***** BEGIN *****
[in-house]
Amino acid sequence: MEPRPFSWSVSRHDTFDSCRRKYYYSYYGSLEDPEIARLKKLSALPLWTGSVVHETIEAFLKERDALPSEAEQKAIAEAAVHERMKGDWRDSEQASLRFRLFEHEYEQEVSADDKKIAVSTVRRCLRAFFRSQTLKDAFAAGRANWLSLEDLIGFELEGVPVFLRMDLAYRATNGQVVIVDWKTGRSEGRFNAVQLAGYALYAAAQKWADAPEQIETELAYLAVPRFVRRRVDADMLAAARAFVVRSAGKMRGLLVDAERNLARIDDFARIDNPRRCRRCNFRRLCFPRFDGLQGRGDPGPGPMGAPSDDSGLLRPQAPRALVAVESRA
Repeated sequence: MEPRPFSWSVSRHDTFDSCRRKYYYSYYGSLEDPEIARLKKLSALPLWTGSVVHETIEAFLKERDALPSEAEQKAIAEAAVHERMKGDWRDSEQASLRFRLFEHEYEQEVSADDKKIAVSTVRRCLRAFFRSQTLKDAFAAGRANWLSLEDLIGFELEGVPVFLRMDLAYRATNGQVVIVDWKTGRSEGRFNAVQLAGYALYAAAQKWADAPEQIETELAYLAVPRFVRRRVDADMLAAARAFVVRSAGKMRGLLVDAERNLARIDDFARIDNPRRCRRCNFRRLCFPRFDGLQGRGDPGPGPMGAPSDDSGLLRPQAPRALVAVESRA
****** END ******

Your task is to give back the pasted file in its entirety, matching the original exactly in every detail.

[in-house]
Amino acid sequence: MEPRPFSWSVSRHDTFDSCRRKYYYSYYGSLEDPEIARLKKLSALPLWTGSVVHETIEAFLKERDALPSEAEQKAIAEAAVHERMKGDWRDSEQASLRFRLFEHEYEQEVSADDKKIAVSTVRRCLRAFFRSQTLKDAFAAGRANWLSLEDLIGFELEGVPVFLRMDLAYRATNGQVVIVDWKTGRSEGRFNAVQLAGYALYAAAQKWADAPEQIETELAYLAVPRFVRRRVDADMLAAARAFVVRSAGKMRGLLVDAERNLARIDDFARIDNPRRCRRCNFRRLCFPRFDGLQGRGDPGPGPMGAPSDDSGLLRPQAPRALVAVESRA
Repeated sequence: MEPRPFSWSVSRHDTFDSCRRKYYYSYYGSLEDPEIARLKKLSALPLWTGSVVHETIEAFLKERDALPSEAEQKAIAEAAVHERMKGDWRDSEQASLRFRLFEHEYEQEVSADDKKIAVSTVRRCLRAFFRSQTLKDAFAAGRANWLSLEDLIGFELEGVPVFLRMDLAYRATNGQVVIVDWKTGRSEGRFNAVQLAGYALYAAAQKWADAPEQIETELAYLAVPRFVRRRVDADMLAAARAFVVRSAGKMRGLLVDAERNLARIDDFARIDNPRRCRRCNFRRLCFPRFDGLQGRGDPGPGPMGAPSDDSGLLRPQAPRALVAVESRA